At the Sunday matinee, tenor Diego Torre (Caravadossi, Tosca's artist lover) was out with a bronchial infection, and young about-to-be Met tenor Richard Crawley replaced him at a day's notice, with only minimal rehearsal time that morning. Crawley's voice seems more pleasant than powerful; his off-stage torture screams were barely audible, providing a weak motive for Tosca's desperate but misguided attempt to save him by revealing his political secret. Yet he delivered his last-act aria, "É lucevan le stelle" ("And the stars were shining"), with considerable passion, bringing down the house. (This was an odd Tosca in which the almost foolproof second act was less effective than the almost perfunctory third.) I wish he hadn't finally resorted to stock sobbing. Still, he was the day's true hero.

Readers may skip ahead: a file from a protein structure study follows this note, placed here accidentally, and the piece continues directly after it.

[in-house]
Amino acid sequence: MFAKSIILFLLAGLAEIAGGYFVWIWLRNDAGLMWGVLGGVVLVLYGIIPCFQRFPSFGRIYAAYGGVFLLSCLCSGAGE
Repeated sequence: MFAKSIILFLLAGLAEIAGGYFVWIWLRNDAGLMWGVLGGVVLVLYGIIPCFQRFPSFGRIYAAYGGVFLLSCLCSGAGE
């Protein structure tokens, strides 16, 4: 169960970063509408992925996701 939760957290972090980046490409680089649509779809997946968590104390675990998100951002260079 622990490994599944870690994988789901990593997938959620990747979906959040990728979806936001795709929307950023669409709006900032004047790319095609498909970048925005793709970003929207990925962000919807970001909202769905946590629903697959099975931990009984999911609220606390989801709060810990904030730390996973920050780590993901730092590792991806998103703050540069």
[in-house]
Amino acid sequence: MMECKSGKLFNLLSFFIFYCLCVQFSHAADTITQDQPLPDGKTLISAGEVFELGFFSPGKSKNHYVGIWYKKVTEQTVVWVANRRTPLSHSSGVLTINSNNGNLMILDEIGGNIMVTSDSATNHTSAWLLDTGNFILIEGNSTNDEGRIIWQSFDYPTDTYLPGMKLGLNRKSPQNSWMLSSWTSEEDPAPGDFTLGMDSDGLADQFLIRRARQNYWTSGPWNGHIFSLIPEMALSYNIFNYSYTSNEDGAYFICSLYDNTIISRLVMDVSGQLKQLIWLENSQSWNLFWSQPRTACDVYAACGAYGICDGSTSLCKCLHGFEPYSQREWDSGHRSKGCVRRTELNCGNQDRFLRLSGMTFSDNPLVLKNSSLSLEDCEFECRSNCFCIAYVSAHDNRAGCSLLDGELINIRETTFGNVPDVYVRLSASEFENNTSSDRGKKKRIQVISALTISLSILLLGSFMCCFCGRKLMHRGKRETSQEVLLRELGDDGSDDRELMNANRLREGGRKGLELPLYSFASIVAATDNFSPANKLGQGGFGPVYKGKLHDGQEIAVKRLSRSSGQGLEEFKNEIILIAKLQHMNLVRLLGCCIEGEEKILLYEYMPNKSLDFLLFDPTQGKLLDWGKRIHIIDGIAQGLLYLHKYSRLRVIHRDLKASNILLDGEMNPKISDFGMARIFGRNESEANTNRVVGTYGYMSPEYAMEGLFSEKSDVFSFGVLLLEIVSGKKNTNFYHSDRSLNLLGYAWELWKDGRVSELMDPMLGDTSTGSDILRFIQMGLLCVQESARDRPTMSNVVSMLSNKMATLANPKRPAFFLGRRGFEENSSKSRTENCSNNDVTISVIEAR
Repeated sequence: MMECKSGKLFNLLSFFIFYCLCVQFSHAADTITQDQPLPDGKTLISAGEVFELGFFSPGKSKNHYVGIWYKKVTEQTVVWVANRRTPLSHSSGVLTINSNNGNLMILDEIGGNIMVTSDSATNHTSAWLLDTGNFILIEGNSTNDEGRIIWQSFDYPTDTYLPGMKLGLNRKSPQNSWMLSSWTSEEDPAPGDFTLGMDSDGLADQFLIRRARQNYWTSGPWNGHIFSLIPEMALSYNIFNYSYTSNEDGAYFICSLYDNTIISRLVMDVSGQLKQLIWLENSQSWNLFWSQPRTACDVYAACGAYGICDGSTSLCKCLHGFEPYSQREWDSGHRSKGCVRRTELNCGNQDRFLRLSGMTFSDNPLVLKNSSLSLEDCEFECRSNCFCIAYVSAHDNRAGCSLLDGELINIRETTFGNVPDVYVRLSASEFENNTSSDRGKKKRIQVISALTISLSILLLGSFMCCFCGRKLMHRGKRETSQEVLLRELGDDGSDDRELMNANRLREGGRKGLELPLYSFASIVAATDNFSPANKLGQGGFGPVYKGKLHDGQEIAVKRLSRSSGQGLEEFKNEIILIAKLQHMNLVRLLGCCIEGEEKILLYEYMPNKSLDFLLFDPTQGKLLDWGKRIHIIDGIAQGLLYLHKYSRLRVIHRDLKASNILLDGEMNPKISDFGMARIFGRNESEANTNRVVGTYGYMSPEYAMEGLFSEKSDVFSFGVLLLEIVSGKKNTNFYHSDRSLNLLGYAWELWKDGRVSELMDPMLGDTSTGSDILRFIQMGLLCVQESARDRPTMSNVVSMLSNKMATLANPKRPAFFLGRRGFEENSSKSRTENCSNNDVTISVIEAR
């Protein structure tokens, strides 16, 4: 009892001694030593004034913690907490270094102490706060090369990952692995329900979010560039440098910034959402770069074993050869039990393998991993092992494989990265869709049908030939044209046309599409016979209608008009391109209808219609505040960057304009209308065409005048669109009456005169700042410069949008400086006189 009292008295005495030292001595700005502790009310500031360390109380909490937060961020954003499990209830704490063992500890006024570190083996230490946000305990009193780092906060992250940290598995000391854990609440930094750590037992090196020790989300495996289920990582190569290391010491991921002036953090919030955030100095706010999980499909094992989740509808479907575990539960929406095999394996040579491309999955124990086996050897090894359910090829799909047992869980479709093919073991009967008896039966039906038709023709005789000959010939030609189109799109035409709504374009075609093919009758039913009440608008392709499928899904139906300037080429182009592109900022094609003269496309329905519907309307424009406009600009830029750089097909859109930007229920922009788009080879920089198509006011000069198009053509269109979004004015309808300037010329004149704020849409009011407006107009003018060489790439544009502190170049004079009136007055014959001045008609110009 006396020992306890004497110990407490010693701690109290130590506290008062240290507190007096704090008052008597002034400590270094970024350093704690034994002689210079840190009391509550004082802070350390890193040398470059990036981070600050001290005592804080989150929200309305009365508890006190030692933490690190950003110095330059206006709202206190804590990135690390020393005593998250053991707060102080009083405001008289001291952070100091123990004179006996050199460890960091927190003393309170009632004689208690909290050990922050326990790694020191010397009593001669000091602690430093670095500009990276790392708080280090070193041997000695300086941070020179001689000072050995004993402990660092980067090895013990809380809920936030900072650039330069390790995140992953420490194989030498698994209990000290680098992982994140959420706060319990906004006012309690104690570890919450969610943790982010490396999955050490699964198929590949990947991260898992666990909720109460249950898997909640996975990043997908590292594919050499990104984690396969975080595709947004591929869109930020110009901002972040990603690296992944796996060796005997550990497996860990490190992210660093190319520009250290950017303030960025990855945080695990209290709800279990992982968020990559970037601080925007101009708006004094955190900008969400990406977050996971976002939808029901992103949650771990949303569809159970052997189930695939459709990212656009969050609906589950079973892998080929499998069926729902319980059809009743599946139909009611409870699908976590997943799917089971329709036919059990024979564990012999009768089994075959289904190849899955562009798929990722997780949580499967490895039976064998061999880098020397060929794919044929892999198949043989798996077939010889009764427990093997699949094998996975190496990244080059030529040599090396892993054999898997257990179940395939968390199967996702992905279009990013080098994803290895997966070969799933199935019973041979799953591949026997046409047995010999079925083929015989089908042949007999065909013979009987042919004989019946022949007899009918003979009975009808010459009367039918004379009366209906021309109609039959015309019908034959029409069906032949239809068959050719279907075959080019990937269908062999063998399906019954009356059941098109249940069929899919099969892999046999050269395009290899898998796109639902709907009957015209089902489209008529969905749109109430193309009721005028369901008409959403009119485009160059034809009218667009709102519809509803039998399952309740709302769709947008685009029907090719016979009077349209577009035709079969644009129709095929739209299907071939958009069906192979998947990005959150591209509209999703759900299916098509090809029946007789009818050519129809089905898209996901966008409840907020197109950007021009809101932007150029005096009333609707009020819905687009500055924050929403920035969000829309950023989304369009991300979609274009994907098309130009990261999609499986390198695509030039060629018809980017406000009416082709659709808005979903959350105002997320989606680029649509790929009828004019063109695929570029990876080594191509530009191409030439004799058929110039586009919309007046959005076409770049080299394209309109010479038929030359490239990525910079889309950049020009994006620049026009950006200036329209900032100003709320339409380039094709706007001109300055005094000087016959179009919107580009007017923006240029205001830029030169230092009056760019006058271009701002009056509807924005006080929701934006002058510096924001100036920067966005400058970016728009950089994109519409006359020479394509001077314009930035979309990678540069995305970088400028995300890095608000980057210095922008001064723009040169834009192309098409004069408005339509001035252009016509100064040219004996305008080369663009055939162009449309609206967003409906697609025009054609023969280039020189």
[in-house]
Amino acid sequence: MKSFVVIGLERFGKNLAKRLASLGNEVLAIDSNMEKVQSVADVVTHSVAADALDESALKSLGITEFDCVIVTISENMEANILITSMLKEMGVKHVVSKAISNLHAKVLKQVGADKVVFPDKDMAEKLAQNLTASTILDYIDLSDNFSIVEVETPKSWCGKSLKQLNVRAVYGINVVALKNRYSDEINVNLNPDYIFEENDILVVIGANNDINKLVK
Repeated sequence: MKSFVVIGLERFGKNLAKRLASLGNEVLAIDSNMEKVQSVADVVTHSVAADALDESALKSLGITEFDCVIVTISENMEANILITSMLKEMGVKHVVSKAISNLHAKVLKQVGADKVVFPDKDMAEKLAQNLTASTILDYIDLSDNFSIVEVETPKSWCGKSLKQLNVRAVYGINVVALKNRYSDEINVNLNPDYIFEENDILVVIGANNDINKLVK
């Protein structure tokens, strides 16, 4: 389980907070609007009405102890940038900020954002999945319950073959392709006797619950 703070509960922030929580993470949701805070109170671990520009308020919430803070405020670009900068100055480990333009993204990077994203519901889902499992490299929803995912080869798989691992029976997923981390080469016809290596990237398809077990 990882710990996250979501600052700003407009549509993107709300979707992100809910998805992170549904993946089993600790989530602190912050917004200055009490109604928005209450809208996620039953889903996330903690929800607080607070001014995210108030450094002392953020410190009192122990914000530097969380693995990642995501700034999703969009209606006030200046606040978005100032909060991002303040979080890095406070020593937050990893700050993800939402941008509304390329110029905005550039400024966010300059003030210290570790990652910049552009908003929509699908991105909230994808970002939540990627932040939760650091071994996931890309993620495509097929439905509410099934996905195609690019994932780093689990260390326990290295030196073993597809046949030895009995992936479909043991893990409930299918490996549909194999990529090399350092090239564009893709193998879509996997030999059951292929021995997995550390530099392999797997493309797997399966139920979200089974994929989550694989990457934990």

Among the smaller roles, 13-year-old boy soprano Ryan Williams stood out, his role changed from off-stage Shepherd Boy to on-stage Jailer's Son, singing his sweet pastoral folk song while wiping up the blood after the latest firing squad. During the first weekend of Tosca, he was also singing with the BSO.

As he had in leading BLO's The Turn of the Screw last season, conductor Andrew Bisantz tended to sacrifice longer-range momentum by dwelling on melodramatic moments. Tosca is one of Puccini's best-oiled machines. It should be unstoppable. But Bisantz stops and starts too often. This Tosca isn't stupid or incompetent (like some). Patrons get their money's worth. But for at least one jaded Tosca watcher, the work no longer holds much interest unless it's absolutely thrilling (like the hair-raising Maria Callas/Tito Gobbi DVD of act two). This production, for all its worthy international efforts, still felt like minor-league regional opera.

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